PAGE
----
A. The government will take several steps. On the one hand, we continue to engage western capitals on this issue, and point out that the withdrawal of GSP+ will be a greater violation of human rights than what they seek to address thereby.

Q. How concerned do you think the Europeans are about the human cost of their reprisals? I remember watching an NHK World programme in which you were also a participant where Yasushi Akashi revealed that the Co-chairs, Norway, USA and the EU wanted to cut off all aid and concessions to Sri Lanka but that Japan blocked the move. So how do you convince a party with a mentality like that?

A. It is a curious phenomenon that on the one hand, the proponents of human rights will unsheathe their sword ostensibly to advance the cause of human rights, but in the process will not have any compunction in taking measures that will result in greater violations of humanitarian standards and human rights. It’s unbelievable that right thinking people would even dream of taking measures of this nature.

Q. The opposition says that if there is a change of government, they can guarantee the continuation of GSP+. Do you think a change of government would suffice to ensure the continuation of GSP+?

A. The European Commission has consistently maintained that they are recommending this measure on the basis of their own guidelines. As to whether a change of government in Sri Lanka is part of those guidelines, is not very clear to me.

Q. The USA has not been as half as judgmental in their State Department report on Sri Lanka put out late last year as the EU has been. What do you make of that?

A. I think it is a recognition that all the hype generated by the LTTE and its sympathizers should not be the basis of policy making. I think at last the reality is sinking in. The foreign ministry has been conducting a campaign to convince western capitals that here was another point of view in addition to that of the LTTE and its sympathizers. This is now beginning to sink in. Then of course there is another factor touched upon in that US report. Sri Lanka is an important country in that she sits in the middle of one of the busiest sea lanes in the world, and the US report acknowledges that instead of pushing Sri Lanka away, it would be far better to engage SL. This country of course will respond to friendly gestures rather than threatening actions.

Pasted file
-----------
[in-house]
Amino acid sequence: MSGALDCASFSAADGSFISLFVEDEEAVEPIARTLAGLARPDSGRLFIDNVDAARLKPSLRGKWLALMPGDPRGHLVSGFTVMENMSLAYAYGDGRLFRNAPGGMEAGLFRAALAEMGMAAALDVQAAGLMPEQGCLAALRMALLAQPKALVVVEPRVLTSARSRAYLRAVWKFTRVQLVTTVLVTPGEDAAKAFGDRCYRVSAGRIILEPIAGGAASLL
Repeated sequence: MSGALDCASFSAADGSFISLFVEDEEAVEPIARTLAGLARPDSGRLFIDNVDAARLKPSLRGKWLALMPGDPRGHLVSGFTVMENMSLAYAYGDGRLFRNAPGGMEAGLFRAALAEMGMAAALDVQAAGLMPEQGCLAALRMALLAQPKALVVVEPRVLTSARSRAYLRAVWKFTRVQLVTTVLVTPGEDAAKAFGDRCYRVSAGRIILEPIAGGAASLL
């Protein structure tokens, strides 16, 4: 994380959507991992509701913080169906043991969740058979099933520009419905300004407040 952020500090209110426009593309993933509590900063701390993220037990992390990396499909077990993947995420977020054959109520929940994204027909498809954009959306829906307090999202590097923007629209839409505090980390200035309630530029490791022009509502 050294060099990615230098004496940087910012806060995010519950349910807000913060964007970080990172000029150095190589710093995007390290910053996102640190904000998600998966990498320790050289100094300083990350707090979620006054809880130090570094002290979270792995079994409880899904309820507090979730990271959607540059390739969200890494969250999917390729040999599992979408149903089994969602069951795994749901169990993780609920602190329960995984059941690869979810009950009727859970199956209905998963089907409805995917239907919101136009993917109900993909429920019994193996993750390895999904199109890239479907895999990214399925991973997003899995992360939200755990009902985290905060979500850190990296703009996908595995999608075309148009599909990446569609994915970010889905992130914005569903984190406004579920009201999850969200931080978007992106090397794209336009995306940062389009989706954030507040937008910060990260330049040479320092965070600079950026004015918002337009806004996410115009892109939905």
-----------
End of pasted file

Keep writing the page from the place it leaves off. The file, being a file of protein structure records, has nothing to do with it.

Q. Coming to the question of engagement, there is this question of Philip Alston. I would say that Alston has been extremely fair by Sri Lanka in the past – much more so than most other UN officials who visited Sri Lanka. He has asked for an investigation on that Channel 4 tape. There are arguments going back and forth, but what’s finally going to be done about his request?

A. I think Philip Alston has been totally misguided in the recommendations he has made. I have serious concerns about the manner in which he presented the report. He went to New York to present the report, where the UN general assembly and security council meets. That suggests to me that he was looking for political mileage. Moreover, he chose to release the report (on the Channel 4 video) just two weeks before the presidential election. In addition to that there are serious doubts about the conclusions drawn by him on the basis of reports by his experts who were engaged and paid by him. We have contrary reports by experts engaged by the government of Sri Lanka.

Q. When the LTTE was wiped off in Sri Lanka, their overseas network remained intact. So is what we are faced with is a long drawn out tussle with an LTTE in exile?

A. The entirety of the LTTE’s foreign operations does not exist in the same form any more. Their main arms procurer and fund manager is in our custody now. There are other senior operatives who have been prosecuted by western countries. However the rump of the LTTE is still active. The government will continue to work with friendly countries to ensure that the terrorist organisation does not raise its head again. We have reached out to the Tamil diaspora groups and invited them to become partners in building a prosperous Sri Lanka. Many have responded to that call.